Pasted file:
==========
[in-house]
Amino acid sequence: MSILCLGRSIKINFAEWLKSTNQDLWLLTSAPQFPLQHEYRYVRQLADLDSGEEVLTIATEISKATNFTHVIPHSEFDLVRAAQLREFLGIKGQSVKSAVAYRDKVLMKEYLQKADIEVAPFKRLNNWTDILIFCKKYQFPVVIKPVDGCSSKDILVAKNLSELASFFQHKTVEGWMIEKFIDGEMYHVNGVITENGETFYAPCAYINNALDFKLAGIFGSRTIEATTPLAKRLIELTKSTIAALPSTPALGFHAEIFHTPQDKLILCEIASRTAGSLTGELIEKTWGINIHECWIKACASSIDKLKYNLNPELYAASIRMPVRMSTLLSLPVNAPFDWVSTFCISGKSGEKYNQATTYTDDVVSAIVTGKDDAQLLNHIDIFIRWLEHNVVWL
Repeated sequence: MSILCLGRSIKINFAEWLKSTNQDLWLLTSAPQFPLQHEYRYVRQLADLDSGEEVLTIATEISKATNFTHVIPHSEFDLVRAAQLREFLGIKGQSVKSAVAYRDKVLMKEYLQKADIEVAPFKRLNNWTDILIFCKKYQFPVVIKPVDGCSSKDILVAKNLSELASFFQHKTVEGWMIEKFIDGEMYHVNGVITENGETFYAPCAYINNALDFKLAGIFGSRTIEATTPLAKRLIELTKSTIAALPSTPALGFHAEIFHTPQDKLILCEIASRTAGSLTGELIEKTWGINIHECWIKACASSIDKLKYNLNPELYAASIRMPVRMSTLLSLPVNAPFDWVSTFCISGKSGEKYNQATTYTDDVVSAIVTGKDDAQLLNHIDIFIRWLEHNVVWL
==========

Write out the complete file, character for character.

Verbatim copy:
[in-house]
Amino acid sequence: MSILCLGRSIKINFAEWLKSTNQDLWLLTSAPQFPLQHEYRYVRQLADLDSGEEVLTIATEISKATNFTHVIPHSEFDLVRAAQLREFLGIKGQSVKSAVAYRDKVLMKEYLQKADIEVAPFKRLNNWTDILIFCKKYQFPVVIKPVDGCSSKDILVAKNLSELASFFQHKTVEGWMIEKFIDGEMYHVNGVITENGETFYAPCAYINNALDFKLAGIFGSRTIEATTPLAKRLIELTKSTIAALPSTPALGFHAEIFHTPQDKLILCEIASRTAGSLTGELIEKTWGINIHECWIKACASSIDKLKYNLNPELYAASIRMPVRMSTLLSLPVNAPFDWVSTFCISGKSGEKYNQATTYTDDVVSAIVTGKDDAQLLNHIDIFIRWLEHNVVWL
Repeated sequence: MSILCLGRSIKINFAEWLKSTNQDLWLLTSAPQFPLQHEYRYVRQLADLDSGEEVLTIATEISKATNFTHVIPHSEFDLVRAAQLREFLGIKGQSVKSAVAYRDKVLMKEYLQKADIEVAPFKRLNNWTDILIFCKKYQFPVVIKPVDGCSSKDILVAKNLSELASFFQHKTVEGWMIEKFIDGEMYHVNGVITENGETFYAPCAYINNALDFKLAGIFGSRTIEATTPLAKRLIELTKSTIAALPSTPALGFHAEIFHTPQDKLILCEIASRTAGSLTGELIEKTWGINIHECWIKACASSIDKLKYNLNPELYAASIRMPVRMSTLLSLPVNAPFDWVSTFCISGKSGEKYNQATTYTDDVVSAIVTGKDDAQLLNHIDIFIRWLEHNVVWL